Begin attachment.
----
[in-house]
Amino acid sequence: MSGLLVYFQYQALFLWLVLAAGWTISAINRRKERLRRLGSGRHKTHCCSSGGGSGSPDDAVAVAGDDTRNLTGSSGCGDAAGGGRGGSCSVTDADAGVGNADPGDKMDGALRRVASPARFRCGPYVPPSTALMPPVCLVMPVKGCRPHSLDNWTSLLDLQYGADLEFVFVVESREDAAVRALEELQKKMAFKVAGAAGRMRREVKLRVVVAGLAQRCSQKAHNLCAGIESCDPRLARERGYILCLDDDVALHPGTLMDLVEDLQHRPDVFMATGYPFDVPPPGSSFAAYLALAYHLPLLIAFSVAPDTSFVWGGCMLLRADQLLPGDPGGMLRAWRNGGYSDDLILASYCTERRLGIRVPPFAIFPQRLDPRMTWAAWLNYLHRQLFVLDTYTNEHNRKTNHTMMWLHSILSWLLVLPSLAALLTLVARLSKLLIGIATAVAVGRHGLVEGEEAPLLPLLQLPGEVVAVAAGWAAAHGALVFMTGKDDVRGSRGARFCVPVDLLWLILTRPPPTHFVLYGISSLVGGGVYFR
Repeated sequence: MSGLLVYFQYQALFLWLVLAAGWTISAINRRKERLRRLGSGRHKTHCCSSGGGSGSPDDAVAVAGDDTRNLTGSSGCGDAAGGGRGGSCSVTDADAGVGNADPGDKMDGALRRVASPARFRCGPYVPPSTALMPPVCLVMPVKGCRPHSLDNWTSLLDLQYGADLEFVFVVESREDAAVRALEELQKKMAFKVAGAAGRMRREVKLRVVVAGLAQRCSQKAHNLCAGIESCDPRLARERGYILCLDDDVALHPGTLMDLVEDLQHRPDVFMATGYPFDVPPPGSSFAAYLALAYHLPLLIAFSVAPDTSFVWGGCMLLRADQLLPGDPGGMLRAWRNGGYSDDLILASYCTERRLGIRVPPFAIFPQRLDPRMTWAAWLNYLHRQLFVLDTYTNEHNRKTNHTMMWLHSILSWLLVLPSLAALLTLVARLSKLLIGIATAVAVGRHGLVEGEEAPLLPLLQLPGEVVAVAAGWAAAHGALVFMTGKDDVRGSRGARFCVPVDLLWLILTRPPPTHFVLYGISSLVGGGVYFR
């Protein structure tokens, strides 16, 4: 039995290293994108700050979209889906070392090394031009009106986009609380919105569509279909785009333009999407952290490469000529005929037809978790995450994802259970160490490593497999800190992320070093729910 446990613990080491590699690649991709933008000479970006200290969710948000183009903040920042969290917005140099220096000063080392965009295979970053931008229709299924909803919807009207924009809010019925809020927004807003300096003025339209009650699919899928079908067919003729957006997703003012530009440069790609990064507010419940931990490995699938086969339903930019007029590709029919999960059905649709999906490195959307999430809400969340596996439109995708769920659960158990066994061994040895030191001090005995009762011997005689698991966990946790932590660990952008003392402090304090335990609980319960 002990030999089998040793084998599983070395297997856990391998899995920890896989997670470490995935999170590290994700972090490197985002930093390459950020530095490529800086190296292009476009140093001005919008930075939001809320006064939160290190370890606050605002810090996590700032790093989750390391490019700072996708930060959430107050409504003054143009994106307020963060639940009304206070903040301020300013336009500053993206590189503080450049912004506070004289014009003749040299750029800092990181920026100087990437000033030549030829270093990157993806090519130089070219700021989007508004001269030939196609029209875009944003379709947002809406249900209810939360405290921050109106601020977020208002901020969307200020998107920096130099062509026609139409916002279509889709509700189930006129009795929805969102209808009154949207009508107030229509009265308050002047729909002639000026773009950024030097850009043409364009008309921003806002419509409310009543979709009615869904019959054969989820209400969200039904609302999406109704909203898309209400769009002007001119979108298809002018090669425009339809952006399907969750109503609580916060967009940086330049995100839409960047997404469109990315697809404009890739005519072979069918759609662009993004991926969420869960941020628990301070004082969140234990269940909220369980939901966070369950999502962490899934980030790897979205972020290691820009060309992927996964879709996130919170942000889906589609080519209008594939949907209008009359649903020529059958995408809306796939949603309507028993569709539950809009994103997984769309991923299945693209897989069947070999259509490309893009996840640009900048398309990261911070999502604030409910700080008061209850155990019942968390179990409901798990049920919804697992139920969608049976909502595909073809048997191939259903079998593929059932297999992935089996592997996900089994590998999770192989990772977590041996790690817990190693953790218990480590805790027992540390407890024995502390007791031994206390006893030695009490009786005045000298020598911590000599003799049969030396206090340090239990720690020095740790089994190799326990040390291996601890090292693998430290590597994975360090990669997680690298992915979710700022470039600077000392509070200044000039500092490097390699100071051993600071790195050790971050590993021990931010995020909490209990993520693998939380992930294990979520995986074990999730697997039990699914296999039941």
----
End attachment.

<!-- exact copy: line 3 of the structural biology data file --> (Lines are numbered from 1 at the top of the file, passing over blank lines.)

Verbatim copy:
Repeated sequence: MSGLLVYFQYQALFLWLVLAAGWTISAINRRKERLRRLGSGRHKTHCCSSGGGSGSPDDAVAVAGDDTRNLTGSSGCGDAAGGGRGGSCSVTDADAGVGNADPGDKMDGALRRVASPARFRCGPYVPPSTALMPPVCLVMPVKGCRPHSLDNWTSLLDLQYGADLEFVFVVESREDAAVRALEELQKKMAFKVAGAAGRMRREVKLRVVVAGLAQRCSQKAHNLCAGIESCDPRLARERGYILCLDDDVALHPGTLMDLVEDLQHRPDVFMATGYPFDVPPPGSSFAAYLALAYHLPLLIAFSVAPDTSFVWGGCMLLRADQLLPGDPGGMLRAWRNGGYSDDLILASYCTERRLGIRVPPFAIFPQRLDPRMTWAAWLNYLHRQLFVLDTYTNEHNRKTNHTMMWLHSILSWLLVLPSLAALLTLVARLSKLLIGIATAVAVGRHGLVEGEEAPLLPLLQLPGEVVAVAAGWAAAHGALVFMTGKDDVRGSRGARFCVPVDLLWLILTRPPPTHFVLYGISSLVGGGVYFR